What has been your biggest takeaway?

This study really uncovered the true complexity of the human genome and such a rich diversity of microsatellites contained within it.  I really think that our approach to DNA mixtures can be substantially improved in the coming years by incorporating additional (more informative) genomic targets, coupled with all of the newer and up-and-coming technologies.


What tips would you give to someone who is just starting out in the field of forensics, or what is the best advice that you’ve received?

Work hard, be humble, and take chances.  I know that might sound a bit cliché, but hard work always pays off.  In the past decade (since I finished my undergraduate degree), I left my small town in Canada and have moved about a dozen times; whether it was for a job, my Master’s degree, an internship, another job, my PhD, or now back “home” in my position as a tenure-stream faculty member at the University of Toronto. With every move (every risk), there was an opportunity for something incredible, and each venture opened the door to bigger and better possibilities!  The job market can be volatile, and the world is a very competitive place – so, if you have the courage and the flexibility to do so, go after the things in life that you really want.  You will not be sorry!  Worst-case scenario, you can always go back home (or back to where it is you came from). My journey has definitely been unique, but I am thankful every day for the decisions and risks that led me to where I am today!



As we celebrate the 30th anniversary of ISHI, do you have any predictions for what the future holds or do you have any fond memories of using older technologies/techniques?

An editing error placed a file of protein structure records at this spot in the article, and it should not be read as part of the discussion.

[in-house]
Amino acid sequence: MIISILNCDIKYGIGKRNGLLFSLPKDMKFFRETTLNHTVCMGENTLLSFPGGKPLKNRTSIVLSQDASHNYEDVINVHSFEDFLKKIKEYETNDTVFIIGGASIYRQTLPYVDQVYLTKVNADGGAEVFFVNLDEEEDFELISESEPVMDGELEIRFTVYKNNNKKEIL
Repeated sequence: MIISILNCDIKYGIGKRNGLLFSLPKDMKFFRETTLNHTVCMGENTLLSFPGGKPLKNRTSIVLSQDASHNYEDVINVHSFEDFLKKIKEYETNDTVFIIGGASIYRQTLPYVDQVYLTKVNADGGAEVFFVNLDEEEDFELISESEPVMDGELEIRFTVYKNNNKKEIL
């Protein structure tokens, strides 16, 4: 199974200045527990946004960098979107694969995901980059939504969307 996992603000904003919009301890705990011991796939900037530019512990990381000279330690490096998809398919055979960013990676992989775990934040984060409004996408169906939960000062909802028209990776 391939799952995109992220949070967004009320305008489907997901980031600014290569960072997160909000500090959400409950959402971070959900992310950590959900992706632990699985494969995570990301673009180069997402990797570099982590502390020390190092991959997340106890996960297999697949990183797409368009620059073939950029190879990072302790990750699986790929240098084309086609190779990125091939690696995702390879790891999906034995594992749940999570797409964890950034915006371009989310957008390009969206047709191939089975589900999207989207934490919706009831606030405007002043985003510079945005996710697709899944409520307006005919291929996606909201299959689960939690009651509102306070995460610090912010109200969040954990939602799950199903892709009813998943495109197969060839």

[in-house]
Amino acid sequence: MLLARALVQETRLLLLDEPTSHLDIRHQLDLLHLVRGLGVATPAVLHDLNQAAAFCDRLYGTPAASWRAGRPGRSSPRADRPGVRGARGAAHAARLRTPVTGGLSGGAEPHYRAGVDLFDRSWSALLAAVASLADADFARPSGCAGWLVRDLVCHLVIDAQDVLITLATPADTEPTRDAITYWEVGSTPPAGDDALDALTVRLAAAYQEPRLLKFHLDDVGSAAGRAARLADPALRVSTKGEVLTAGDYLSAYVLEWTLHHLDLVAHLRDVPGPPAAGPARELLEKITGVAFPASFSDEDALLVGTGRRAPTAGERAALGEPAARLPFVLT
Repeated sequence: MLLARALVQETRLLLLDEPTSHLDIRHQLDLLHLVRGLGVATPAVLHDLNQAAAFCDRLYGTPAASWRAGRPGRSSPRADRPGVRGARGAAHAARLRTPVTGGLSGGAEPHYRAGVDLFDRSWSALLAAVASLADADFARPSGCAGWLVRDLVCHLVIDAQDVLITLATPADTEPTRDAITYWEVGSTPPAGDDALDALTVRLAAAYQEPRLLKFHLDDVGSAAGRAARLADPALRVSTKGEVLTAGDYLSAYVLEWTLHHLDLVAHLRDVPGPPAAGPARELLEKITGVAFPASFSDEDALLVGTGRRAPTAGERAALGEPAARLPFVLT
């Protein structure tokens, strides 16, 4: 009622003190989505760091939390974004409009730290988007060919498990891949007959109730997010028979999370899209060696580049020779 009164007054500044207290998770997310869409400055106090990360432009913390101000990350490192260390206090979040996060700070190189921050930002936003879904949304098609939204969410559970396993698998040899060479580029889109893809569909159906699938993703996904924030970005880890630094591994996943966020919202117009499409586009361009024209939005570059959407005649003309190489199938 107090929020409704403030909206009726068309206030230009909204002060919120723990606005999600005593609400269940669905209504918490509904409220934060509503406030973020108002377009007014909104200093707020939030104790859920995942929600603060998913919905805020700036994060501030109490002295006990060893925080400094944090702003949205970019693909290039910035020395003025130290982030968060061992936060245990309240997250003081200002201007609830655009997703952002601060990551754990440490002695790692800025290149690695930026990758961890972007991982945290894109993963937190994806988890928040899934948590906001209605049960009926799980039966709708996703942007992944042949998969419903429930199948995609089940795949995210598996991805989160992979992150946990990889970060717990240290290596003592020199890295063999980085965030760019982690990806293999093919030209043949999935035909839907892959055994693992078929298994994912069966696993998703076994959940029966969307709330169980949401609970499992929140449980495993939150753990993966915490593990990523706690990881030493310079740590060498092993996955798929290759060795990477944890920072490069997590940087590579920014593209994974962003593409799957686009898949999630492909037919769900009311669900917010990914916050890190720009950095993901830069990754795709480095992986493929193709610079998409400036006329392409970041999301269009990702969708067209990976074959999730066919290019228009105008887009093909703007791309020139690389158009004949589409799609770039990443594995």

We are living in a really interesting time for forensic genetics.  The new capabilities of rapid DNA testing, phenotyping and genetic genealogy have opened up so many new possibilities for forensic investigations, and in turn, have created a whirlwind of potential concern and panic regarding genetic privacy and legislation.  In the next few years, I think we will see a lot of admissibility hearings and challenges in court.  Overall, my prediction is that the field of forensic genetics will continue to evolve, and in a short time, I think we will overcome many of the current challenges faced by analysts in both the generation and interpretation of complex forensic DNA profiles and investigations.


What’s one thing that others may not know about you?

People often compliment me on being so outgoing… and I love that, but the truth is, I’m really a big introvert!  I often use comedy and exercise as my strategies to put myself out there and engage with others in an enjoyable way! So, if you ever need a good joke, I have a ton of great ones!